The typical reason that people typically use pre-specified elliptic curves instead of generating them is efficiency. It isn't very difficult to generate an elliptic curve, but it is generally difficult to generate a secure elliptic curve, and moreover, it's relatively difficult to convince the other party that the curve is secure over the limited bandwidth of the protocol. The SafeCurves website explains many of the attributes that are desirable in a curve, and explains part of the decisions of Curve25519.
Most of the well-known elliptic curves are also specifically chosen for efficiency, using a prime or a form that is designed to be as efficient as possible. For example, using curves with a fixed prime near a power of two makes specific operations much, much faster, and implementations are typically hard-coded to take advantage of specific primes.
Moreover, using pre-specified elliptic curves means that it's much easier to write constant-time implementations. This is very important in online protocols like TLS where non-constant time implementations can be demonstrated to be exploitable. It is possible to write generic constant-time implementations of elliptic curves, but it's complex, and people don't practically do it.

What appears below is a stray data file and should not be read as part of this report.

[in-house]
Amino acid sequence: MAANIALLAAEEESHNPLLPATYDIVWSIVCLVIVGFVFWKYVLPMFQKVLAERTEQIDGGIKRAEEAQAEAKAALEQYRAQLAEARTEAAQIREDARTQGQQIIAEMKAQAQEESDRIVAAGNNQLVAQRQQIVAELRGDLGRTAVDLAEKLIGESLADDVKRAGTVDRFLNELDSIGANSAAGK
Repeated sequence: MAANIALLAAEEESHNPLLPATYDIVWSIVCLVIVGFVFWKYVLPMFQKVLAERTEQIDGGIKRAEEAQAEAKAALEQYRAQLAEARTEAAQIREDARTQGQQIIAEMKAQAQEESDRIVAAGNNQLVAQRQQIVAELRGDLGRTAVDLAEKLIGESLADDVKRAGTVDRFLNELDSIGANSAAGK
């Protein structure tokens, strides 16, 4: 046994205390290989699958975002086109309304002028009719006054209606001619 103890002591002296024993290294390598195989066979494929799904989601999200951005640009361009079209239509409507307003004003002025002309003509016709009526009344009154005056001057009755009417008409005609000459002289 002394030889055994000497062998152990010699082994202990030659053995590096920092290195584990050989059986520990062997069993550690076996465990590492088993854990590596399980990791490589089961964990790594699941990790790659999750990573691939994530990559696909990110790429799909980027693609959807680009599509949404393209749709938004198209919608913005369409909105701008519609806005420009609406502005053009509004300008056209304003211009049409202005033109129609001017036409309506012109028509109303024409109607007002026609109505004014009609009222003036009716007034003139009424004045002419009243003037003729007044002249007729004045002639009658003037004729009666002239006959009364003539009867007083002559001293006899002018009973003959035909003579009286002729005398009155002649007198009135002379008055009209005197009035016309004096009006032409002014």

It is certainly possible to use fixed groups in non-EC Diffie-Hellman; TLS does this, and SSH does it as well. As long as a sufficiently large group of the proper form is chosen, that is secure. Using a fixed group is also more efficient in terms of protocol bandwidth because the parameters don't need to be sent.
It is also possible to generate random secure finite field groups and this is far faster than generating secure elliptic curves, but it's still slow enough that typically people precompute the parameters once and then use them for a period of time.
As for RSA, reusing the parameters isn't usually secure. Additionally, for efficiency reasons, the private key often includes $p$ and $q$, which would immediately compromise the private key of anyone sharing $N$. Even if sharing $N$ didn't have security problems, because $p$ and $q$ couldn't be exposed, this would be much less efficient than generating new parameters per user.